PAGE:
Overlooking the rolling plains of South Dakota is the ghost town of Okaton. Though the 2020 census states 31 people still inhabit the town, the vast majority must live on nearby farms, as most of the remaining buildings are crumbling, and there are no services or businesses.
Okaton’s days as a thriving railroad and farming community are long past. Established along the Chicago, Milwaukee & St. Paul Railroad, as it pushed westward towards Rapid City in the early 1900s, the town housed many railroad men and hardy homesteaders. It soon sprouted several businesses, all but one of which are gone today.
As the railroad building moved westward, many railroad workers followed, leaving the community just shortly after its founding.
Though many homesteaders hung on, raising cattle and planting fields with various grains, many also began to leave as they faced the harsh reality of the vicious winters. During the Great Depression, this was especially true when numerous residents left the farms searching for jobs in the cities.
When the railroad pulled out in the mid-1980s and the town was bypassed by I-90, it spelled certain death for what little was left of the town.
However, it was during this decade that Robert and Evelyn Westlake, who had no roots in the area, moved from Illinois to Okaton, bought some property, and tried to turn the small town into somewhat of a tourist destination, placing numerous signs on nearby I-90 advertising “Westlake’s Ghost Town!” Their “tourist destination” at that time included a well-stocked rock shop, gas pumps, and a “general store” serving drinks and sandwiches. The Westlakes also built a “ghost town façade” at the side of their store and provided a petting zoo for visitors. Their signage worked as the people began to detour off the highway to visit the small town.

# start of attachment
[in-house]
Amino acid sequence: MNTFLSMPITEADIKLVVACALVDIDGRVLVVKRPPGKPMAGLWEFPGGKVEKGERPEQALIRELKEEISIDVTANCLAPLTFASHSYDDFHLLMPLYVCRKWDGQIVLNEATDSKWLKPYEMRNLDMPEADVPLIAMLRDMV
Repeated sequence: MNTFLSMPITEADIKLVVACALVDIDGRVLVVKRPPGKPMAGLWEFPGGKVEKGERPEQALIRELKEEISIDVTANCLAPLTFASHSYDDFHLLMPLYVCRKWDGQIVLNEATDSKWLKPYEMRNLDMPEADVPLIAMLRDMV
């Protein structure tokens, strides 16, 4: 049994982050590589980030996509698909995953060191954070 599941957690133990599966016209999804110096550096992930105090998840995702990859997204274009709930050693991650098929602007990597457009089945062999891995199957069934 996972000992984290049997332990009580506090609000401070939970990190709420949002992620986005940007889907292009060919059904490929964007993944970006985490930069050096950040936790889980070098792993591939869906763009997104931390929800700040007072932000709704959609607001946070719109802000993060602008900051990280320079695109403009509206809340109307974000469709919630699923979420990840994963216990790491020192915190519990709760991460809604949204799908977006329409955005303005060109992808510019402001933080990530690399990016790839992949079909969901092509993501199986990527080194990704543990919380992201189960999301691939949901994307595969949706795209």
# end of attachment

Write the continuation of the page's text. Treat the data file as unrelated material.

Today, the Westlakes have passed on, their holdings have been sold, the signs are gone, and the “ghost town façade” is no longer open for visitors. The “general store” still stands but is closed today.
The town’s post office closed in 2013.
However, this little ghost town is well worth the exit for views of its numerous crumbling buildings and photo opportunities, not to mention a serious nostalgic flavor that seems to waft in the air and transport you back to another time.
The large, abandoned grain elevator still stands near the old railroad tracks, displaying the words Bingo Grain Co. This building was the elevator for the Okaton Grain Co.; however, at one time, a movie was filmed here, and the producers painted the name of the “Bingo Grain Co.” on its side. Though the building still bears the false name, the movie was never released.
The old general store and rock shop, complete with gas pumps and its “ghost town façade,” is just across the road. In the small town, visitors will find several old homes, a school, tumbling shacks and grain storage buildings, rusting farm equipment, and rickety fences.
Please be aware that all of the buildings in this town are privately owned, not part of any “attraction,” and current residents still utilize many for various purposes. Yes! — Even those that are crumbling. Please do not venture off the public roads onto these properties to explore their interiors, get a better picture, or get a closer look.
Okaton is south of I-90, at Exit 183 in south-central South Dakota.